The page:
The solution is to use the exact same address for your POP3 Server as for your Exchange mailboxes. You can see an example of this shown in Figure C.

Figure C
You must use the same e-mail address for both your Internet mail account and your Exchange account to prevent delivery problems.


Of course, Exchange won’t just recognize your Internet address automatically. You have to associate this address with a user account. To do so, open the Active Directory Users and Computers console, right click on your user account, and select the Properties command from the resulting shortcut menu. When you see the account’s properties sheet, go to the E-mail Addresses tab. On this screen, you will see the SMTP address assigned to the account by Exchange. In my case, this was the Brien@production.com address. Simply select this address and click the Edit button. You may now type in your Internet address. As you can see in Figure D, my Exchange account now thinks that it is Brien@brienposey.com. Any Internet e-mail that I send now bears Brien@brienposey.com as the return address. This makes it possible for recipients to reply to a message that I have sent them and for me to receive that reply correctly.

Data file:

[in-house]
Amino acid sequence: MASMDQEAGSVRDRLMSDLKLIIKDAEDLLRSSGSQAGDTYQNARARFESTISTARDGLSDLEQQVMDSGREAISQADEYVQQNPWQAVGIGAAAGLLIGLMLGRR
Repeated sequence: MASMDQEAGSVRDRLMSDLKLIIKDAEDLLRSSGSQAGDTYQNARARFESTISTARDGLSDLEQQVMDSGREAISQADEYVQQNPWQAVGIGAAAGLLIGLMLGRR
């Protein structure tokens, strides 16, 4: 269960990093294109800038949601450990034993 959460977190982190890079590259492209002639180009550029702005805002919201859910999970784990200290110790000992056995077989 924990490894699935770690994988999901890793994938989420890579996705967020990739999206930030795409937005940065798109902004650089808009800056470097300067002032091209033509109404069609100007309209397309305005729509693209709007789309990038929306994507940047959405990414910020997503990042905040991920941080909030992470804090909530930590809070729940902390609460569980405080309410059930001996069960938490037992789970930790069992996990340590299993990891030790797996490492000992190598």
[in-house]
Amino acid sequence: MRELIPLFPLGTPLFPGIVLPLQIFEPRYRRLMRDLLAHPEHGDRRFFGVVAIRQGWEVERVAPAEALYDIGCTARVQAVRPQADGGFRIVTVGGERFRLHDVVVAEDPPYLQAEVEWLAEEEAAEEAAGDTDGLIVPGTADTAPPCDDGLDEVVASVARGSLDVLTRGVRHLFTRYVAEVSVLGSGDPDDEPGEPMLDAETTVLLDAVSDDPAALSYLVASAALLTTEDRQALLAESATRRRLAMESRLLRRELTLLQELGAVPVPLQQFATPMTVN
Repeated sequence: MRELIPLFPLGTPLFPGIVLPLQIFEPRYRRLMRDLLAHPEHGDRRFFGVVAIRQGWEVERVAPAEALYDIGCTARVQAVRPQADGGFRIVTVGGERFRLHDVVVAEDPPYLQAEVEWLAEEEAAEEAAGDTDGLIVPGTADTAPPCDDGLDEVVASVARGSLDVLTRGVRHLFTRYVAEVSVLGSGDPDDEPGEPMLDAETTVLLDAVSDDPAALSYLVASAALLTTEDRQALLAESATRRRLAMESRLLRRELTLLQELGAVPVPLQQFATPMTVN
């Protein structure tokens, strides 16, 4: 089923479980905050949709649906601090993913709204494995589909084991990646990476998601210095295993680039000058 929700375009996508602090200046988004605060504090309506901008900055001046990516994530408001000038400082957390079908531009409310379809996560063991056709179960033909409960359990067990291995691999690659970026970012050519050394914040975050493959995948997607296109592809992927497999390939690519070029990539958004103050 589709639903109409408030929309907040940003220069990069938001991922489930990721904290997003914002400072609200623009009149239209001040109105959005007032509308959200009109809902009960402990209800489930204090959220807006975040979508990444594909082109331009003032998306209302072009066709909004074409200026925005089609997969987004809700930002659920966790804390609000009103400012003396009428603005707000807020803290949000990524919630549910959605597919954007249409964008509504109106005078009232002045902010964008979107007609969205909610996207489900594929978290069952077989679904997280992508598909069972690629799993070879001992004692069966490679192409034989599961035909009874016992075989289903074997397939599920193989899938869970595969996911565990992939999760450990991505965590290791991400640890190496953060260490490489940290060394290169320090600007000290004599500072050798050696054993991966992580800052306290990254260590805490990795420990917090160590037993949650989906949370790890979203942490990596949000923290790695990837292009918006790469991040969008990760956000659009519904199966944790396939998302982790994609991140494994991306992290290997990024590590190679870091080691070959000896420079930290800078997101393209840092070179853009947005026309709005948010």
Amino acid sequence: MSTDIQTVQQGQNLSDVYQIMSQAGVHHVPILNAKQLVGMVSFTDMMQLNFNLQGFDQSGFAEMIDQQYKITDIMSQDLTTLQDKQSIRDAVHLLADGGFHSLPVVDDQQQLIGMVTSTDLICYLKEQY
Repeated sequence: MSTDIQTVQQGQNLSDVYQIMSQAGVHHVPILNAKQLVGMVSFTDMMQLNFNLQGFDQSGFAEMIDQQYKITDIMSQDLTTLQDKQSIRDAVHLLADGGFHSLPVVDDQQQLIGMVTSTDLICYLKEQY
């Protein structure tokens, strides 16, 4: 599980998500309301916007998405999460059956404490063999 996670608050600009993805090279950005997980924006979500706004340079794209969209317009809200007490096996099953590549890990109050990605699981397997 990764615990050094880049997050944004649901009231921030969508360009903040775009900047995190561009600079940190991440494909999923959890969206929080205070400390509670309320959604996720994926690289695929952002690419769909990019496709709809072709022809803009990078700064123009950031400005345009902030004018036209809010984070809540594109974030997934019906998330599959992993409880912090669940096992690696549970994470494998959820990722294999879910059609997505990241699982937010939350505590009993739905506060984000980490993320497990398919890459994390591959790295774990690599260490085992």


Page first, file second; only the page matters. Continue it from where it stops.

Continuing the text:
Figure D


If you look carefully at Figure D, you will notice that I was using the Administrator account. The reason for that is that since my network exists in my home and the only employee who ever directly touches it is my wife, I always just log in as the Administrator. This presented an interesting challenge though. After implementing my Exchange server, any time that I sent someone an e-mail message, the message appeared to be from the name "Administrator" rather than from Brien Posey.

It would have been easy to create an account named Brien and start using it rather than the Administrator account, but that would mean having to reconfigure all of my desktops for the new account. It was easier to just change the Administrator account’s display name. To do so, I went back to the account’s properties sheet and went to the General tab. I simply changed the information on the General tab to reflect how I wanted my name to appear on outbound e-mail messages. You can see an example of this in Figure E.

Figure E